"That'll be enough bad luck to last a lifetime," Gambit quipped, then added at Purdey's bemused expression. "All those mirrors."

Purdey pulled a face. "I'm already committed to a lifetime of your bad jokes. I don't think it can get much worse."

"The fact that you're anticipating a lifetime of anything with me is hopeful." Gambit treated her to a saucy wink.

"Finally, some positive thinking," Purdey shot back, allowing herself a small smile, then felt a hand on her shoulder that definitely wasn't Gambit's. "Watch out!" she cried, kicking backward automatically, gleaning some satisfaction from her foot connecting with something solid. She swung around, bracing her back against Gambit's, to face a man giving her the evil eye, doubled over from her blow. She suddenly realised Gambit and herself were surrounded by the remaining three men, who circled them menacingly.

"I'm out of bullets," Purdey confessed softly.

"So am I," Gambit replied grimly. "But I'll bet they aren't."

"Unlike most of your bets, the odds on that one are quite good," Purdey sighed.

"Purdey," Gambit murmured out of the corner of his mouth, "party trick number three."

Purdey nodded slightly, automatically reached back to link arms with Gambit. As the three men closed in, Gambit suddenly bent at the waist and pulled Purdey up onto his back. The action freed both of her long legs, which shot out and connected with two of the men square in the chest. They went flying backward, but Purdey was already flipping up and over Gambit's back, legs held firmly together to connect with the third man's head. He went down like the proverbial sack of potatoes, hitting the ground just as Purdey's stilettos returned to the dance floor's polished surface. Gambit straightened up in time to see Purdey smooth her gravity-ruffled hair, and was treated to a winning smile. "Why, thank you, kind sir," she said, treating him to a curtsy.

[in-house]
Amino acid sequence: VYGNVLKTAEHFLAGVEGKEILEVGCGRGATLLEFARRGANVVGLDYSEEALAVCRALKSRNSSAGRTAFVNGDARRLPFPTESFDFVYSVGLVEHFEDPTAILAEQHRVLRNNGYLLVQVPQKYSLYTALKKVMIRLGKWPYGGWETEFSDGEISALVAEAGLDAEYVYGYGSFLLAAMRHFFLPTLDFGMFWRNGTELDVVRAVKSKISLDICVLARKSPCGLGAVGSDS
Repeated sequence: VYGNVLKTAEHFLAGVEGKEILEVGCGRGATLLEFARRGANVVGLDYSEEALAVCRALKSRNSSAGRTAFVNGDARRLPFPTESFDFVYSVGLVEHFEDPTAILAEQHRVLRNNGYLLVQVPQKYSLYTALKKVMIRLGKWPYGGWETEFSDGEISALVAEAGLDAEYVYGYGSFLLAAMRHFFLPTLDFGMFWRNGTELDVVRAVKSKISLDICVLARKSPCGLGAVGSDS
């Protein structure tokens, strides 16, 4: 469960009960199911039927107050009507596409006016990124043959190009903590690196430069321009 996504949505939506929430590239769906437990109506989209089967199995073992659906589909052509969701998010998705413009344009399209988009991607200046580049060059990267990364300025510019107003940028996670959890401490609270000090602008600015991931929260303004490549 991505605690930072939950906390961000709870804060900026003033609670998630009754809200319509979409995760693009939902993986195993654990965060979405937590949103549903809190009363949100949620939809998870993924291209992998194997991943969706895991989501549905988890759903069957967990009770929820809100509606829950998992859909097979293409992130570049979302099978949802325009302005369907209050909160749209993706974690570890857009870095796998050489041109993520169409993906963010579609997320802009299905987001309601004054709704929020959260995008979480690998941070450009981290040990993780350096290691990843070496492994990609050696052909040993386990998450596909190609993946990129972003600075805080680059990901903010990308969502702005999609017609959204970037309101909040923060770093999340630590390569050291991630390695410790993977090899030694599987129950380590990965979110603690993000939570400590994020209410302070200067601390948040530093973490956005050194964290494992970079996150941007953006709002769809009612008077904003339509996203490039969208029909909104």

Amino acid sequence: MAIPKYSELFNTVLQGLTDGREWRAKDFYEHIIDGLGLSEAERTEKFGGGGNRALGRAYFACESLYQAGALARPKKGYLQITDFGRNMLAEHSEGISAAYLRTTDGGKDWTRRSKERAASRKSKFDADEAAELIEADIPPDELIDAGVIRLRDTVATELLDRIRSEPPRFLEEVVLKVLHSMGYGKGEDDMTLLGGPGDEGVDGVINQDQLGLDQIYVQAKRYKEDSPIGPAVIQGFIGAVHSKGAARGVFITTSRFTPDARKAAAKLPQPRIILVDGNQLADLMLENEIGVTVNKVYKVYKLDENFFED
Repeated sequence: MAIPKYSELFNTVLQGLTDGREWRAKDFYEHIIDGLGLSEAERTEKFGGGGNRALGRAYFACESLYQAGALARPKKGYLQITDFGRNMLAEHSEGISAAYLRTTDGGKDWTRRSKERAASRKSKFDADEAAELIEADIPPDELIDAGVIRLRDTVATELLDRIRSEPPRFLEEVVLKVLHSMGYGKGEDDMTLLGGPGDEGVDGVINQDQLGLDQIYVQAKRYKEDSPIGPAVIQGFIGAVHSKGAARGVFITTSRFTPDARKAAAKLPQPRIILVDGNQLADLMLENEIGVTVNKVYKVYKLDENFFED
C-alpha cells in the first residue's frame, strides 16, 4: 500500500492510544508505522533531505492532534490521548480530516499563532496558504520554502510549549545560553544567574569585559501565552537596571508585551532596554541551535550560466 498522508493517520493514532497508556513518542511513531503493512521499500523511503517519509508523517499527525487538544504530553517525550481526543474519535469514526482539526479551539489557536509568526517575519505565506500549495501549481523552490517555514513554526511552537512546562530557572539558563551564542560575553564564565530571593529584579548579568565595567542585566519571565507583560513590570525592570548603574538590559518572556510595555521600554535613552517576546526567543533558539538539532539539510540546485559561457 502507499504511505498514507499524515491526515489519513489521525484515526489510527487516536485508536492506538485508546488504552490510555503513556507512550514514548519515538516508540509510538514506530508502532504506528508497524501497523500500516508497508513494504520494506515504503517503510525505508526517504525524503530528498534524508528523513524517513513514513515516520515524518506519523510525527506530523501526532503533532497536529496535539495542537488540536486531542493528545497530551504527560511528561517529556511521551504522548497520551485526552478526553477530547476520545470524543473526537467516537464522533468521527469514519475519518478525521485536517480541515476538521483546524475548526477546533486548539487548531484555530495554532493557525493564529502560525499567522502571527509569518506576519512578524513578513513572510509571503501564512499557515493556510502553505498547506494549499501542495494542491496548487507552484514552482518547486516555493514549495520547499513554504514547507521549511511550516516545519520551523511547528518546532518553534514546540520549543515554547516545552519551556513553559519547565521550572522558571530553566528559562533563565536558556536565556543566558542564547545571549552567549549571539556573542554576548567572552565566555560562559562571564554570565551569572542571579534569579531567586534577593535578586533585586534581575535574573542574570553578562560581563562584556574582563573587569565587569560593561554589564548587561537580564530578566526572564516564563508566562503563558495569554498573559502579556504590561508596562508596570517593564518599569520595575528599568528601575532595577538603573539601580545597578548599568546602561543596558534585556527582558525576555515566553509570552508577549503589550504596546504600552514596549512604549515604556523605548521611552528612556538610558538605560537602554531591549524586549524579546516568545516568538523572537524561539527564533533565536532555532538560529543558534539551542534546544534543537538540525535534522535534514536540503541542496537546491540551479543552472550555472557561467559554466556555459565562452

"My lady," Gambit replied, sweeping her an elaborate bow. Then they were off, splitting up to take on their last two opponents.

Purdey took up first position, waited for her man to make the first move. Luckily for her, he was impatient, charging at her with little finesse. Purdey effortlessly pirouetted to one side, raising one elegant leg as she did so to slam her man across the back and send him stumbling toward the wall.

Gambit chanced a look at Purdey's handiwork, mouth quirking upward on one side in an admiring smile. His opponent scowled at Gambit's levity, which cost him the fraction of a second he could have used to protect his neck from the blade of Gambit's hand as it landed an expert karate chop.

Purdey's man turned just in time to receive a high kick to the chin. Before she could decide on her next move, Gambit stepped in to grab his man by the lapels, spun them both around and then let him go. The dazed heavy collided with the wall next to his unfortunate compatriot. Gambit arrived at Purdey's side in pursuit, cast her a quick sideways glance. "Everything okay?" he asked off-handedly.

Purdey wrinkled her nose. "Not really. My partner has two left feet. He can't keep up with me at all."

"Well, don't hold it against him. Not every man knows his way around the dance floor as well as I do," Gambit said cockily. Purdey was prevented from making a cutting retort by the sudden, simultaneous recovery of both of their opponents, who pushed away from the wall and advanced, looking very annoyed indeed. "Whoops. Time to swing your partner round and round, Purdey-girl," Gambit observed as the two agents stepped back in unison and linked arms. They spun around, kicking out as they went, sending both men staggering.

"And switch!" Purdey called out, releasing Gambit's arm in tandem so that they were now facing off against one another's opponents. A few well-placed karate blows and a killer right hook later, and both men were sinking to the floor, down for the count.

Purdey surveyed the carnage, including the felled heavies, and then looked at Gambit and smiled beatifically. Gambit grinned back, and the pair shared a long look before the fire from Gambit's earlier incendiary device set the fire alarm going, and the proverbial heavens opened up as the sprinkler system went to work. Purdey's expression drooped in tandem with her hair as she was slowly soaked through. Gambit looked heavenward, sighed, and, before Purdey could say a word, slipped off his jacket and handed it over as a makeshift umbrella. "You find a callbox and ring Steed," he said resignedly, anticipating Purdey's orders. "I'll find the off switch."